In the final assembly step, an end plate 60 is pressed into the valve housing 10. The end plate 60 has a rubber grommet 62 through which extends a lead wire 64 to the winding end of the coil 36. The lead wire 64 receives an output signal from a coil excitation circuit EN which, in turn, receives an output pulse from a pulse generator PLS. One of the diametrically opposing ends of the rotary magnet 4 is magnetized to the north pole, while the other is magnetized to the south pole.
The size of magnetic gap portions 51 and 52 (see FIG. 3) formed between the rotary magnet 4 and the stator core 3 along the X-axis, which lies parallel to the magnetic path of the stator core 3 and passes through the center of the rotary magnet 4, is larger than that of gap portions 53 and 54 along the Y-axis, which lies perpendicular to the magnetic path of the stator core 3 and passes through the center of the rotary magnet 4. Portions 311 and 312 of the stator core 3 corresponding to the gap portions 53 and 54 are restricted in their width so as to shield the lines of magnetic force.
FIG. 8 shows the relationship between the angle of rotation θ or rotation angle and the torque τ using the current flowing to the coil 36 as a parameter. The angle of rotation θ of the rotary magnet 4 is plotted along the axis of abscissa; the angle of rotation θ increases from 0° as the rotary magnet 4 rotates clockwise from the position where the S and N poles lie on the X-axis. The torque obtained when no current is supplied to the coil 36 is defined as the detent torque.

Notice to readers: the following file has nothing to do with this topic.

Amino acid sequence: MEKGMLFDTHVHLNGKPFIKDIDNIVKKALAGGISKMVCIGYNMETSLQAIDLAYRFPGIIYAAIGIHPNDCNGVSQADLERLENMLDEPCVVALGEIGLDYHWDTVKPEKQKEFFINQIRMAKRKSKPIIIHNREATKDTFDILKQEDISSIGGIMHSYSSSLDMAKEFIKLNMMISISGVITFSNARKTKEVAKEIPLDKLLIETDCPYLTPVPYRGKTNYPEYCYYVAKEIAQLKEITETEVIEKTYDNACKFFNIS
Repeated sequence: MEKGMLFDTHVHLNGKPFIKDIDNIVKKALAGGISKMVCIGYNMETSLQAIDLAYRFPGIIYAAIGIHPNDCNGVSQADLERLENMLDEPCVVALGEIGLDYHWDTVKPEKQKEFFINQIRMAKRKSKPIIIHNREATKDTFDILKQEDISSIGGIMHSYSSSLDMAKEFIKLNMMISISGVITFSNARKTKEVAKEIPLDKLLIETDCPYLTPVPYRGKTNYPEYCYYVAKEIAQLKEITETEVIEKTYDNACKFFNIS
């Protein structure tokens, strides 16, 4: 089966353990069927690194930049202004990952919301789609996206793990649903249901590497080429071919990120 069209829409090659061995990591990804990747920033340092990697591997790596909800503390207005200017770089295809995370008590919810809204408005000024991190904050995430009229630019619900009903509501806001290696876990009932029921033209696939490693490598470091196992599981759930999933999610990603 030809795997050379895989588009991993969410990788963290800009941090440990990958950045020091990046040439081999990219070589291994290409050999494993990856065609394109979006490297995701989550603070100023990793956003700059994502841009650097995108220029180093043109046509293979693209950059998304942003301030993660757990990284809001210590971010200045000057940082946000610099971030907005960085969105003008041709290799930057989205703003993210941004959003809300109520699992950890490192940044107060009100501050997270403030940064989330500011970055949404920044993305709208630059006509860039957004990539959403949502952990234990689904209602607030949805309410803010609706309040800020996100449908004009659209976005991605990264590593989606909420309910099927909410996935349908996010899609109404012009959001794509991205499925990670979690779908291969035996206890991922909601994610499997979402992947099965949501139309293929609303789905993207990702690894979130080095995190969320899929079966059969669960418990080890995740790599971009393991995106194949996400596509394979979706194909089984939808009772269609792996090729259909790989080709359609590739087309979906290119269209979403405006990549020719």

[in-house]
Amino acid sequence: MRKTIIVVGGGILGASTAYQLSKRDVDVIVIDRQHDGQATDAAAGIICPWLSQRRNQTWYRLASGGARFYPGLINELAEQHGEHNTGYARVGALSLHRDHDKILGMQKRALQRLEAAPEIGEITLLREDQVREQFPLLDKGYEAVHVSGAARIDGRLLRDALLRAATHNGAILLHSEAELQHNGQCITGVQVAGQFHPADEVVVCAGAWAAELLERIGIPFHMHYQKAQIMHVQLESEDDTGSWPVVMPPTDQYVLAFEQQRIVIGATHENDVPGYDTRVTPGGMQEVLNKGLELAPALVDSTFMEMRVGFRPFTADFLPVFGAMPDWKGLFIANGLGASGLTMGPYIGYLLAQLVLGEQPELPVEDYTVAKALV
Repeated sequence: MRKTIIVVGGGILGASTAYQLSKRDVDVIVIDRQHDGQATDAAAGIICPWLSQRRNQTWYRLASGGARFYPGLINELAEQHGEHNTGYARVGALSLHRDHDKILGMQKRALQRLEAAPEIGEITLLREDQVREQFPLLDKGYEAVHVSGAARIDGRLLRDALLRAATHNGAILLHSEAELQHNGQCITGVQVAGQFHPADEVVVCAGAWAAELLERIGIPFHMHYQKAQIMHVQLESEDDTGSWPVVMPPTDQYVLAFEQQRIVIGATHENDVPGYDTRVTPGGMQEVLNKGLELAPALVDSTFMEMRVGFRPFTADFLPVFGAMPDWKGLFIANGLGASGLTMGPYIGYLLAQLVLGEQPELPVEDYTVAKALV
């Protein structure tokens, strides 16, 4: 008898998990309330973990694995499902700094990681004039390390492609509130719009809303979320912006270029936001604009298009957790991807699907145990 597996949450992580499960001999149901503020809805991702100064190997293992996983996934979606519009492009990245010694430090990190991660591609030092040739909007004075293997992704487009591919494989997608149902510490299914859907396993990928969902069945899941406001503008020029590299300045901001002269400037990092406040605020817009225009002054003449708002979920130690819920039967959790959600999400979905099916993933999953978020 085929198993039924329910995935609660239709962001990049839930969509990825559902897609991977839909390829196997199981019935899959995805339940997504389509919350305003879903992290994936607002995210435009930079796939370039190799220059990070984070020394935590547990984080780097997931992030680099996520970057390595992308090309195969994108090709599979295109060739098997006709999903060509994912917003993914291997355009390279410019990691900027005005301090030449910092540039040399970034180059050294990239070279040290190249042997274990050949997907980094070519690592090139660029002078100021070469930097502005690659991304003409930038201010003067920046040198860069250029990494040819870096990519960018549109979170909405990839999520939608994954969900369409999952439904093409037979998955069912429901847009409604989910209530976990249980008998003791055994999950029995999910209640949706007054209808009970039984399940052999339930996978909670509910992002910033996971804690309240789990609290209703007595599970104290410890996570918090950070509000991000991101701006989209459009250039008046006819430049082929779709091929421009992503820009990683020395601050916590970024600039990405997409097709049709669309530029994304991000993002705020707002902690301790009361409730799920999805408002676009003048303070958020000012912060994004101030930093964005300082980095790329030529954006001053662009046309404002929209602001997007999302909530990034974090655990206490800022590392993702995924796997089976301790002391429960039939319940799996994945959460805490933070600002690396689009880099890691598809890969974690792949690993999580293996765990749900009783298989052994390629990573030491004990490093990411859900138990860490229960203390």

Since the gap sizes at these portions 53 and 54 are smaller than that at those portions 51 and 52 as described above, when no current is supplied to the coil 36 or when a duty ratio of the bidirectional current to the coil 36 is 50%, the magnetic flux of the permanent magnet 4 biases the same to such a position where the south and north poles thereof face the portions 311 and 312. This position is referred to as a stable position of the rotary magnet.